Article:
US Army, VA made significant contributions: Veteran Cyril ‘Scorcher’ Thomas

Cyril "Scorcher" N. Thomas sings "The Legend of Soca" during "Winter Wonderland", at the Golden Hall, in December 2017, at St. Gabriel's Episcopal Church on Hawthorne Street in Brooklyn .The event was organized by the Brooklyn-based St. Vincent and the Grenadines' Nurses Association of New York.
Cyril “Scorcher” N. Thomas sings “The Legend of Soca” during “Winter Wonderland”, at the Golden Hall, in December 2017, at St. Gabriel’s Episcopal Church on Hawthorne Street in Brooklyn .The event was organized by the Brooklyn-based St. Vincent and the Grenadines’ Nurses Association of New York.
Photo by Nelson A. King

Cyril “Scorcher” N. Thomas, a former St. Vincent and the Grenadines deputy consul general in New York and cultural ambassador, who served in the Vietnam War, says the US Army and the Veterans Administration (VA) have made significant contributions to him and his family “in a very positive way.”
“I am proud to call myself a veteran, and I pray every day for my fallen brothers and sisters,” Thomas, a retired public school teacher in Brooklyn, who spent 11 months in Vietnam, serving from July 26, 1969 to July 25, 1971, told Caribbean Life on Monday.
Thomas, also a renowned Vincentian calypsonian, said, while in Vietnam, he spent six months with the 199th Light Infantry Brigade in Long Binh and five months with the 25th Division in Cuchi.
He said he hopes the names of veterans and their service will “never be forgotten.
“Long live America, long live all veterans!” proclaimed Thomas, who ended his term of service with the rank of Specialist. His Military Occupations Specialty (MOS) was 11 Bravo, commonly called “11 Bang Bang” in the Army.
While in Vietnam, Thomas said he received the National Defense Service Medal; Vietnam Service Medal; Combat Infantry Badge; Army Commendation Medal; Vietnam Campaign Medal w/60 Device; Bronze Star Medal; Sharpshooter Badge Rifle M16; and the Good Conduct Medal.
On returning to the U.S., Thomas said he ended his term of service at the 6th Armored Cavalry Regiment, Fort Meade, MD.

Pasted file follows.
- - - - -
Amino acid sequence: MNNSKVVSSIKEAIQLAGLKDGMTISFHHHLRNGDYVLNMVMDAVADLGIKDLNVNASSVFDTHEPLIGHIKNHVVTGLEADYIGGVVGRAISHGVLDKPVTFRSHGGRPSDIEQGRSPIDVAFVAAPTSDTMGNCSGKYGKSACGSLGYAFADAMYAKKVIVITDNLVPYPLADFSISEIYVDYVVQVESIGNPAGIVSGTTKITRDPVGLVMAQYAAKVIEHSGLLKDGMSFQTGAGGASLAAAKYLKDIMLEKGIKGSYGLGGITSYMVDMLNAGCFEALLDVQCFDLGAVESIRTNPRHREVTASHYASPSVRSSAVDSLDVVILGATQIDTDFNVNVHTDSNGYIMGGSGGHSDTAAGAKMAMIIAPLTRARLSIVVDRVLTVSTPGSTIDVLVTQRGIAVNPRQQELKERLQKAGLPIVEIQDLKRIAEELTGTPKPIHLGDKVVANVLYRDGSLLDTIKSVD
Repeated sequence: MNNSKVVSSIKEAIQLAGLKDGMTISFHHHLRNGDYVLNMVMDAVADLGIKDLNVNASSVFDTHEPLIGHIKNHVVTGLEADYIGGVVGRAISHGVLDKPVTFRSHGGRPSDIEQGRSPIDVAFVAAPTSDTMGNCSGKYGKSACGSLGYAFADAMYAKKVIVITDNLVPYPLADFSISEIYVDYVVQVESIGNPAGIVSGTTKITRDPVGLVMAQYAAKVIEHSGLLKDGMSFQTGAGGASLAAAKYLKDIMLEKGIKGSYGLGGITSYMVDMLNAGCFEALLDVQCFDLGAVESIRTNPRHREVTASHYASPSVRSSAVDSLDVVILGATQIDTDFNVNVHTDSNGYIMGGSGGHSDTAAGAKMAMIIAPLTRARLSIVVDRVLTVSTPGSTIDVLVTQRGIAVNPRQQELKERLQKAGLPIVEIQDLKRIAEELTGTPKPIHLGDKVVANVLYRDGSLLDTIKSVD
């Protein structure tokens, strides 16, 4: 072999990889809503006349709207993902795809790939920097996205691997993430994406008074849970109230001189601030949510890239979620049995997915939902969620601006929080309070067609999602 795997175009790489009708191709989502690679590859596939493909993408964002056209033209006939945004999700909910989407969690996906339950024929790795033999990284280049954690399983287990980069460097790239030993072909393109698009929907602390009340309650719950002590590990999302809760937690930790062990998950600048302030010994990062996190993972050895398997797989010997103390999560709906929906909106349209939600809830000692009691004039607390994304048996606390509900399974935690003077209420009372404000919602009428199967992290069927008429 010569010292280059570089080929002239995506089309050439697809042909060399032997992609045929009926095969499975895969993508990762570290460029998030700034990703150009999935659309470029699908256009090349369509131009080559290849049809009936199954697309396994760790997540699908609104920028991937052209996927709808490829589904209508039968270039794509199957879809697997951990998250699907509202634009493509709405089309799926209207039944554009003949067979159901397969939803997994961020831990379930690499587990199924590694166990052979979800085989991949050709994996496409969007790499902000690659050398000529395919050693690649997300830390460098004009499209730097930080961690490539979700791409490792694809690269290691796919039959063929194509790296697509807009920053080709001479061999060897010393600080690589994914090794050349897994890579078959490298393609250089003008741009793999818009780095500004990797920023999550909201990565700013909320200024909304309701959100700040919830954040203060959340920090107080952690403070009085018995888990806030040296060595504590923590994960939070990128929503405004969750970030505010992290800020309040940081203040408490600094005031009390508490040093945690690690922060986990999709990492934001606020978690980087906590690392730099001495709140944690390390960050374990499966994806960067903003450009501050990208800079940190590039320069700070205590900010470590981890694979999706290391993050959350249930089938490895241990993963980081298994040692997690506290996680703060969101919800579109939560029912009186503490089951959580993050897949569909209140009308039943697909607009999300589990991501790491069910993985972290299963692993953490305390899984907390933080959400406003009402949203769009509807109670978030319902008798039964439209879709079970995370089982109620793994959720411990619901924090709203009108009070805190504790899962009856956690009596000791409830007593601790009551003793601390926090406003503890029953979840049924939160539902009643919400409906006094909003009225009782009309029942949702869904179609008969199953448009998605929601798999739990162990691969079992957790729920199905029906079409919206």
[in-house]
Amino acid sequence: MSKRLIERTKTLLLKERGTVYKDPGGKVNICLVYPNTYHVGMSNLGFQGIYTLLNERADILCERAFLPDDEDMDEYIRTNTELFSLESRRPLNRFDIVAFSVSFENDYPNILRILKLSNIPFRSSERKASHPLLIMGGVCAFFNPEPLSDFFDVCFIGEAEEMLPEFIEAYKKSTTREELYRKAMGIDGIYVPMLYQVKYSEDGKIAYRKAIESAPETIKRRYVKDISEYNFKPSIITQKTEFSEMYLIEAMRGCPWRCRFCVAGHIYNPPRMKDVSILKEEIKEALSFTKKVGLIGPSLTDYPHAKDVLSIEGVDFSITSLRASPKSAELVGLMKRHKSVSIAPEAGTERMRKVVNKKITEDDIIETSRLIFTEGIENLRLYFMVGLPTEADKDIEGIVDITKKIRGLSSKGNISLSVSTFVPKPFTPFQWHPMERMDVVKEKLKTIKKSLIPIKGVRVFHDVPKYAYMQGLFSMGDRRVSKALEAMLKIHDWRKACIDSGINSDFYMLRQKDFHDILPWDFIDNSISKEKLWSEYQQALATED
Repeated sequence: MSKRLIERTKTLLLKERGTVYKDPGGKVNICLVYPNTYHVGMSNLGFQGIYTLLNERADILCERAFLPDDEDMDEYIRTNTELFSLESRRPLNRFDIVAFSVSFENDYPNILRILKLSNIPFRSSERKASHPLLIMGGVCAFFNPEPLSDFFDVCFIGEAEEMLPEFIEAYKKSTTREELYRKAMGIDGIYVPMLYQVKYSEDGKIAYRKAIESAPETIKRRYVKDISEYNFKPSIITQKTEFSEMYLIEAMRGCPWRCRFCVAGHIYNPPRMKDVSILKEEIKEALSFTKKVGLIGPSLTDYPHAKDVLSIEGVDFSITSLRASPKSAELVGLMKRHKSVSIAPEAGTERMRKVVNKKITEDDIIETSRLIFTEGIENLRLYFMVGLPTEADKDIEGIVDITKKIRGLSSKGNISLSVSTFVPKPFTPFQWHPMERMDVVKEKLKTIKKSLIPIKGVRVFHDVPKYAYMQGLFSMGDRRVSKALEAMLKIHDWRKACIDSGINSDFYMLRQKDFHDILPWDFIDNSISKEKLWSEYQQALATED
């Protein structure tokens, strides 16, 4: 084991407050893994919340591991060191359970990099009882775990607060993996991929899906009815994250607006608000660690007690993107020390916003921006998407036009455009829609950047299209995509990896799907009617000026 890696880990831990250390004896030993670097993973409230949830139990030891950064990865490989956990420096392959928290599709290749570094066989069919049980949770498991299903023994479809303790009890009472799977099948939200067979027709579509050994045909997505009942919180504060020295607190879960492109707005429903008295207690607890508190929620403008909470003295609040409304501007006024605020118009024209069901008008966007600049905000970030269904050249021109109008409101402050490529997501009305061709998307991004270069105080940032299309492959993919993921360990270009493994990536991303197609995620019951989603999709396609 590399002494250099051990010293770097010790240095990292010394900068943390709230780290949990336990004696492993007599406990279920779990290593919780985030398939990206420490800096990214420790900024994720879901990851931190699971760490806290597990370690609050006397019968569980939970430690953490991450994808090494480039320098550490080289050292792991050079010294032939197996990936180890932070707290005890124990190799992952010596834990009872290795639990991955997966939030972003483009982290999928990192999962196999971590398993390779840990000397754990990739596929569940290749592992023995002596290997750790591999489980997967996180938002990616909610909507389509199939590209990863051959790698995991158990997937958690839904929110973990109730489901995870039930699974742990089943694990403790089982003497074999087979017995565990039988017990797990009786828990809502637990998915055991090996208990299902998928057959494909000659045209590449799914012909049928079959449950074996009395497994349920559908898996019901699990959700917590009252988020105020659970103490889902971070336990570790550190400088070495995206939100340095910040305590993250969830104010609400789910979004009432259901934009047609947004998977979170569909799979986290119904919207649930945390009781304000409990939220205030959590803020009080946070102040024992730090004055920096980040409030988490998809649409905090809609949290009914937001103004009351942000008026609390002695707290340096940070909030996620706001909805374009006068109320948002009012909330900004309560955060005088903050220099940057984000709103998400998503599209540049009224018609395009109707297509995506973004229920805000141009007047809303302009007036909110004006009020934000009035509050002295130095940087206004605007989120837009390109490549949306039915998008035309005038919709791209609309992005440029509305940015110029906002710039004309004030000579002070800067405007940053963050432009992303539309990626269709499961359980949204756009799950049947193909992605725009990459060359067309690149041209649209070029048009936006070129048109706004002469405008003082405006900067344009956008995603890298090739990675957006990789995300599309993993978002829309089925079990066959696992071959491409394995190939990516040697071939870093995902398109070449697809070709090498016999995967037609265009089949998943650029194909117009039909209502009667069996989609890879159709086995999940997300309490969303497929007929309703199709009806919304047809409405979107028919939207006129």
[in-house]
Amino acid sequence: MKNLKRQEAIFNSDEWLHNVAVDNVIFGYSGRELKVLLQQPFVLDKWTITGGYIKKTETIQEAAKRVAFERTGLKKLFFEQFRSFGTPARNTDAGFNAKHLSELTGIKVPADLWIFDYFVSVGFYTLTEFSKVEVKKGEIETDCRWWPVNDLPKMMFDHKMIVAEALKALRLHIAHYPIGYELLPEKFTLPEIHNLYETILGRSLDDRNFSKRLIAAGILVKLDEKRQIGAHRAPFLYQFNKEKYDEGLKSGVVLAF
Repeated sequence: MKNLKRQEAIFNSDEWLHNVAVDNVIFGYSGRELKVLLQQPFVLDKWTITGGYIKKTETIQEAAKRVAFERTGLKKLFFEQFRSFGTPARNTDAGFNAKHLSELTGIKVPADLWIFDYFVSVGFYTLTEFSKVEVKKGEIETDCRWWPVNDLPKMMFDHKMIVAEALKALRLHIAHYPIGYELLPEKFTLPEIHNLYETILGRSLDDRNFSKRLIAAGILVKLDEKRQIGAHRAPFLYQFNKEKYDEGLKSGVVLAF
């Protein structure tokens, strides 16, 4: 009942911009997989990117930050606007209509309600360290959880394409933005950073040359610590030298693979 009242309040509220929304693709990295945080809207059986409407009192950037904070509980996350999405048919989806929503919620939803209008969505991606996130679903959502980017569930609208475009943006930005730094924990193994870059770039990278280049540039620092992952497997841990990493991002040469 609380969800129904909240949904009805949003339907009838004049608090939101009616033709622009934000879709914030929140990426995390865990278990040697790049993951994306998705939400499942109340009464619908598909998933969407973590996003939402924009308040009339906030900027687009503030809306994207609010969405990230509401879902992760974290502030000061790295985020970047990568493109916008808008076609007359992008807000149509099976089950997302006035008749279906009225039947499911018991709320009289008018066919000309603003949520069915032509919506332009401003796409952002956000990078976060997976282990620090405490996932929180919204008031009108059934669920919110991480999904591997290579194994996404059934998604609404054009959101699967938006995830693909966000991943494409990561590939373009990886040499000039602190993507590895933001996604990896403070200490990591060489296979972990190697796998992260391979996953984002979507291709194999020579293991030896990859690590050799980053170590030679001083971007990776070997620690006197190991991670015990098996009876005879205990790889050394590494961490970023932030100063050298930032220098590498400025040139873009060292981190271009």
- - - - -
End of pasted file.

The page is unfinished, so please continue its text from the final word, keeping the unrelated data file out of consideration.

Cyril "Scorcher" N. Thomas in military dress, in December 1970, with his mom, Emily Thomas, a month after returning from Vietnam.
Cyril “Scorcher” N. Thomas in military dress, in December 1970, with his mom, Emily Thomas, a month after returning from Vietnam. Photo by McInnis Thomas

Afterwards, he matriculated at Brooklyn College, taking advantage of the G.I. Bill and earning Bachelor’s and Master’s Degrees of Arts in political science.
While in college, Thomas said the VA “got me a job” in the U.S. Postal Service.
After graduating from Brooklyn College, Thomas said took extra credits in education and served as a high school teacher for 18 years.
Thomas said he also received an advanced certificate in educational administration and supervision from Brooklyn College, and a permanent certificate from the State of New York in school district administration and supervision.
Before migrating to New York, Thomas said he represented St. Vincent and the Grenadines’ national football (soccer) team as a goal keeper from 1967 – 1968.
He was also Varsity goalkeeper (soccer) at Brooklyn College, Division 111 champions in 1972.
In addition, Thomas said he was the All-Star Goalkeeper in the Brooklyn League in 1974.
Thomas said he started singing calypsos in public 1973, when “a great Vincentian nationalist,” Mary Neverson-Morris, gave him his first opportunity to perform before a live audience, at the Brooklyn Academy of Music, during her annual St. Vincent and the Grenadines Cultural Extravaganza.
He said some of his “preferred” hits include: “Party Fever,” “The Legend of Soca,” “Cultural Resistance,” “The Pipelayer,” “Sweetness Is My Weakness,” “We Still In Slavery,” “Don One,” “No Rain Could Stop The Carnival,” “Scorcher Don’t Go,” “Fork Up The Beaches,” and “We Only Dancin’.”
Others are: “Let The Music Play,” “Wake Up The Party,” “Bring Back The Gallows,” “Revolutionary Man,” “The Rocking Of The Ocean,” “Shake Up Your Thickness,” “Fowl Thief,” “The Hoper,” “I Took The Blows,” “The Phantom DJ,” “I Am A Darkie,” “Public Enemy No.1,” “Get Your Assets Out,” and Tonight, Tonight.”
Thomas served as deputy consul general, under Consul General Cosmus Cozier, from Oct.1, 2001 to May 31, 2011.
He was appointed cultural ambassador of St. Vincent and the Grenadines, by Prime Minister Dr. Ralph E. Gonsalves, on Nov. 23, 2014.

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